Fact or Folklore: 7 old wives’ tales on how to induce labor naturally
You may have heard your friends say, “We thought she was never going to come!” The stories of babies waiting to arrive days or weeks after their original due date can be daunting to eager new mothers. From consuming whole pineapples to taking the bumpiest car rides, we separate fact from fiction on how to induce labor naturally.
Fact. While there have been contradicting studies in the past, a recent study in 2015 found a link between sex and early onset of labor. The origins of this method is based on the fact that a hormone that helps ripen the cervix for labor, prostaglandin, is found in high concentrations of semen. The study also found female orgasms helped spur contractions.
Folklore. From walking around the room to bouncing on an exercise ball, many women turn to exercise to induce labor. Unfortunately, there is no scientific proof that exercise increases the chance of going into labor.
Fact. Practiced for over 5,000 years, acupuncture and acupressure help various health issues, including inducing labor. Acupuncture involves inserting needles into certain points in the body, while acupressure is applying pressure to those points instead. Both therapies help with ripening the cervix for labor.
Folklore. Eat as much spicy food as you want, but it won’t bring your little one into the world any sooner. The origins of this method are unknown, but one researcher found while conducting a study on labor inducing myths that pregnant women believed the intestinal activity from eating spicy foods would nudge the uterus.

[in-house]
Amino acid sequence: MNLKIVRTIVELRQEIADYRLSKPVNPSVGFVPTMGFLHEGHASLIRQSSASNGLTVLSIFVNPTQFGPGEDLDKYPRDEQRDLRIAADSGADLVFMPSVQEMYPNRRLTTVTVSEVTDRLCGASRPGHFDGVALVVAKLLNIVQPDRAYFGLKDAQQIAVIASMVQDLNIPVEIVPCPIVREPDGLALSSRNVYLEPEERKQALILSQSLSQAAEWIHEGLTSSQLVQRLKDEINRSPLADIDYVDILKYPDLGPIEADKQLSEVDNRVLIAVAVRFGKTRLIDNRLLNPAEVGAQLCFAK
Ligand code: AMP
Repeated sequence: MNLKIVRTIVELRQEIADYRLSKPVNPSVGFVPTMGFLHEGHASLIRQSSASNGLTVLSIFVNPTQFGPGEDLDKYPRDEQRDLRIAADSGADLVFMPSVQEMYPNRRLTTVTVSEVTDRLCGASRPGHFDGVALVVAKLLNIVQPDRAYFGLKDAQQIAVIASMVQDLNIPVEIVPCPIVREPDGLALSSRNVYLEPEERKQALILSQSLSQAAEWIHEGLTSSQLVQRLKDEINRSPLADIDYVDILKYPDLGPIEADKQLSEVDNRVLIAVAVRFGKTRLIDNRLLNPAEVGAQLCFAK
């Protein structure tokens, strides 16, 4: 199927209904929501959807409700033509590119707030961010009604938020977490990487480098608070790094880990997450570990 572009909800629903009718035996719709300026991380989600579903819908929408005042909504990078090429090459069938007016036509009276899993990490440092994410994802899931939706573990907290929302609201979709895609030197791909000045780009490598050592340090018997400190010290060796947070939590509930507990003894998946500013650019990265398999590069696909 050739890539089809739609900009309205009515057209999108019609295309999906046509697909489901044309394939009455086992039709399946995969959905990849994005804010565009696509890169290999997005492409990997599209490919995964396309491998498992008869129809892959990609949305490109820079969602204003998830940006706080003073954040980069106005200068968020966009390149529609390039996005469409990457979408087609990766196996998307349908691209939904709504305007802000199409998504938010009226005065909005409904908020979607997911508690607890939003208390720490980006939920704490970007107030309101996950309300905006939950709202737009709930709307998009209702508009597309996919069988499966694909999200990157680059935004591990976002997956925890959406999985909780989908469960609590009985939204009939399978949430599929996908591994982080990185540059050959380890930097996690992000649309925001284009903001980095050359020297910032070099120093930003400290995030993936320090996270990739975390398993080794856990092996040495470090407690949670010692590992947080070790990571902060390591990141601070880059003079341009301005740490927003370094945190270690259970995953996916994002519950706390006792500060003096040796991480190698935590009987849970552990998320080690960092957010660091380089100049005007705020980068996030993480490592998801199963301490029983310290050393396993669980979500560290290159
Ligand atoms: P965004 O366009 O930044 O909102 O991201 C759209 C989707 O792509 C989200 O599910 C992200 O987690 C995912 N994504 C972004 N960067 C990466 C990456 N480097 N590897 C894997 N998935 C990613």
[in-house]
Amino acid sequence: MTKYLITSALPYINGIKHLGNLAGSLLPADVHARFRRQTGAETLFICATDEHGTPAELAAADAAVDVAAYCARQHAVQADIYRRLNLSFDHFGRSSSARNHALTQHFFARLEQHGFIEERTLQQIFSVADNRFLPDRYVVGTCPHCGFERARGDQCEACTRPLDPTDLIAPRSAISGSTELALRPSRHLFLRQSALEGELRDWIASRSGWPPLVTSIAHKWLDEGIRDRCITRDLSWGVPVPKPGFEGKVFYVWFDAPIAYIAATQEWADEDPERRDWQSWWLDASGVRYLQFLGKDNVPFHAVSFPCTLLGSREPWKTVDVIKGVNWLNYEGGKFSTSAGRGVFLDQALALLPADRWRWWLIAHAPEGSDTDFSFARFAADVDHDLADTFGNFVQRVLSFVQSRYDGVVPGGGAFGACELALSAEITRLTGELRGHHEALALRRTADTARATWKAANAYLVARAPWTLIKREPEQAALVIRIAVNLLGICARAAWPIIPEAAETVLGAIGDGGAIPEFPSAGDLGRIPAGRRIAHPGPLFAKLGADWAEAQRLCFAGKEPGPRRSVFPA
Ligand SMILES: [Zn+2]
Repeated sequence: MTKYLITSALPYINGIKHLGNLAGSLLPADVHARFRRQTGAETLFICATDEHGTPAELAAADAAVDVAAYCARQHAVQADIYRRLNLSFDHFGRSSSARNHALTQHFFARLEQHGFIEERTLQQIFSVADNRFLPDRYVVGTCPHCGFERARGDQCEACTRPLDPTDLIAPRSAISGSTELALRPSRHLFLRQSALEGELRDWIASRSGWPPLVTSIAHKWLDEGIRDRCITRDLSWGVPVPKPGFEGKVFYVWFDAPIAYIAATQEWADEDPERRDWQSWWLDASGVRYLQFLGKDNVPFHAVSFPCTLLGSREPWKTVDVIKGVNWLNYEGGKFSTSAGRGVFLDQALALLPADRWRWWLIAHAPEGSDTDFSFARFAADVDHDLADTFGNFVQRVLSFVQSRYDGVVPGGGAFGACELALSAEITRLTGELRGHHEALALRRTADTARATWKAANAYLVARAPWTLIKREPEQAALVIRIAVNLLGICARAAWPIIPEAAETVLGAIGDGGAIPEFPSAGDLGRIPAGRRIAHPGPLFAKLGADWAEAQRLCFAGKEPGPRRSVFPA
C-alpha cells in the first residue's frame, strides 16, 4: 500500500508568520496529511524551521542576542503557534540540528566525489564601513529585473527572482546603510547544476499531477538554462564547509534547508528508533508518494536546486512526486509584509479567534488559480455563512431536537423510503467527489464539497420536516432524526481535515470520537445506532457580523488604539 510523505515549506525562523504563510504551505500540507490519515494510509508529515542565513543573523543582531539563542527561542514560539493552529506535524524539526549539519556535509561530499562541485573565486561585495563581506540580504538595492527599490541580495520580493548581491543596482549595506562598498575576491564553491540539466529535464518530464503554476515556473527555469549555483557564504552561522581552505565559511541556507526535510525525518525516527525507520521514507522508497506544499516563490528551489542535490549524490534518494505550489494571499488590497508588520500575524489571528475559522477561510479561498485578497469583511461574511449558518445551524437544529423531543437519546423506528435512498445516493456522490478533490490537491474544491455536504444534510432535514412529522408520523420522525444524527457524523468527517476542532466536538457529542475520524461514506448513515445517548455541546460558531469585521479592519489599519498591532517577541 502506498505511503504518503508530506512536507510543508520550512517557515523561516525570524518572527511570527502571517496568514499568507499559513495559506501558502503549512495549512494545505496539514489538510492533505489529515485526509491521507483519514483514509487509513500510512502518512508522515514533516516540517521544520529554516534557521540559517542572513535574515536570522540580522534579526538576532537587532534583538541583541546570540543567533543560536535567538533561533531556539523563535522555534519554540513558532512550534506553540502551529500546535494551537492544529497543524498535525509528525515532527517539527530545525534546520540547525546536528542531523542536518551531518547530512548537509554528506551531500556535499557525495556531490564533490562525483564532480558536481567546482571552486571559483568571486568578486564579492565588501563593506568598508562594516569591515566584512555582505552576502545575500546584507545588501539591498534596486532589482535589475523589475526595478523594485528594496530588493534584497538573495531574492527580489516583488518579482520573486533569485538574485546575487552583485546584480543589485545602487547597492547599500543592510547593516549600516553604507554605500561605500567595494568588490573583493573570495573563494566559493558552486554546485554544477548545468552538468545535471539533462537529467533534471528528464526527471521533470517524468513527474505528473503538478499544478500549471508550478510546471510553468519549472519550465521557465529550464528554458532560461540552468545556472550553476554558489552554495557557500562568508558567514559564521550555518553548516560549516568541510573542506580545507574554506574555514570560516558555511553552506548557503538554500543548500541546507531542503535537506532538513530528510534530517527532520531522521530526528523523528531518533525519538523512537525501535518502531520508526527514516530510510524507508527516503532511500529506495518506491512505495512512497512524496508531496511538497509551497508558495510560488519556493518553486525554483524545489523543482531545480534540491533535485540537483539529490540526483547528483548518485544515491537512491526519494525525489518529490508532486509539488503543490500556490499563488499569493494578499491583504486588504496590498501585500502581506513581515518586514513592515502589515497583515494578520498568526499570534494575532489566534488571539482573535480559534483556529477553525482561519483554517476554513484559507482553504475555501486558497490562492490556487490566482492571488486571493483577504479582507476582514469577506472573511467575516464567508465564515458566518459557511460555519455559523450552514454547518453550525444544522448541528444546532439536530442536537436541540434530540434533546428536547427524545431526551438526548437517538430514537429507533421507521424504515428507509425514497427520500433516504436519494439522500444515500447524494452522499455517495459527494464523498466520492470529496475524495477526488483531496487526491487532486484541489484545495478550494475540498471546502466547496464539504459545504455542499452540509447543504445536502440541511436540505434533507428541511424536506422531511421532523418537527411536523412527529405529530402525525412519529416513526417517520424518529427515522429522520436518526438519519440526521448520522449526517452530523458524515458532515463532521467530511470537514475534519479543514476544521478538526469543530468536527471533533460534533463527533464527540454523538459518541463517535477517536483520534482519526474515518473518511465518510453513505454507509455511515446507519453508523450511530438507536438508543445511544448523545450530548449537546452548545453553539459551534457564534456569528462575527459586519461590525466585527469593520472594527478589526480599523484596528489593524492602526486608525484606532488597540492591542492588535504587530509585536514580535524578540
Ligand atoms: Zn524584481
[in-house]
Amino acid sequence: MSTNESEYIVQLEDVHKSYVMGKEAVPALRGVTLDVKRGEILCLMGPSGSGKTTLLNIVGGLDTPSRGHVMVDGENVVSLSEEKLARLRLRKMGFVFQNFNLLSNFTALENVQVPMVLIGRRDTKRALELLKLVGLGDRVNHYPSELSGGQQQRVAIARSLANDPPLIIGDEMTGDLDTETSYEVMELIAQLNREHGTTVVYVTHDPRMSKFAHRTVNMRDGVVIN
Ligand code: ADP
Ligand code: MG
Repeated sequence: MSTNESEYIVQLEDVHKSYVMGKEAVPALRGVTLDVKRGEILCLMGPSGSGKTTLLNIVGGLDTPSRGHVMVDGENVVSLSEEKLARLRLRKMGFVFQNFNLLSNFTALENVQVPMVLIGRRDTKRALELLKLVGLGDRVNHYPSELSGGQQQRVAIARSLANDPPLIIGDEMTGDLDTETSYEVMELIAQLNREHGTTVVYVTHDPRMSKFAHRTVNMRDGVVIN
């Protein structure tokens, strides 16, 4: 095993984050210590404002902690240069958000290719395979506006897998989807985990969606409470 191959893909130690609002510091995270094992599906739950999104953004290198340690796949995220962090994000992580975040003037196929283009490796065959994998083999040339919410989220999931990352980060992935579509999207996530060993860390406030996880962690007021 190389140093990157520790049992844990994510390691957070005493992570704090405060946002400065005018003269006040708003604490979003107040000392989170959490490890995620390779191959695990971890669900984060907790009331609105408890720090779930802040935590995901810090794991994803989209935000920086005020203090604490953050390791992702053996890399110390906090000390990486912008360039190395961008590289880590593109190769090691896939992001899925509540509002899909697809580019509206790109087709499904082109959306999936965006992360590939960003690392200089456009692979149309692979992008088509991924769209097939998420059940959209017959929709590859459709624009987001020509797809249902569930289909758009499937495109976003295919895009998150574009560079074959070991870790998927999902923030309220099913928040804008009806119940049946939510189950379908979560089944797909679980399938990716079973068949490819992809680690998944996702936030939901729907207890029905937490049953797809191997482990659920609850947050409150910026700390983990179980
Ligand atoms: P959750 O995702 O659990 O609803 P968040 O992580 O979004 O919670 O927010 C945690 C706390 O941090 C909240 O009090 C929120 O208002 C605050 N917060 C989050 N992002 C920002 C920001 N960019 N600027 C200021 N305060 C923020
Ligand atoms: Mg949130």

Fact. Massaging the breasts or nipples can help women trying to self-induce labor. When the breasts are stimulated, the oxytocin hormone is released. Oxytocin causes contractions during labor. Research published in 2015 studied over three hundred pregnant women and found that nipple stimulation helped increase natural labor.
Bumpy car rides
Folklore. A trip down the road hitting every bump you can find will unfortunately not induce labor. Many believe that the bouncing in the car will cause a woman’s water to break, but there is no scientific evidence supporting this myth.
Folklore. This juicy tropical fruit is loaded with bromelain, an enzyme known to help with inflammation and digestion. The tale is the enzyme will help soften the cervix, but a lack of research on the two makes this tale a myth. However, don’t give up eating pineapples just yet. Bromelain in pineapple can help a woman after birth. According to research, bromelain helps reduce inflammation in breastfeeding women.
While there is scientific proof supporting some of these old wives’ tales, be sure to consult with your health care provider before using any methods to help induce labor naturally.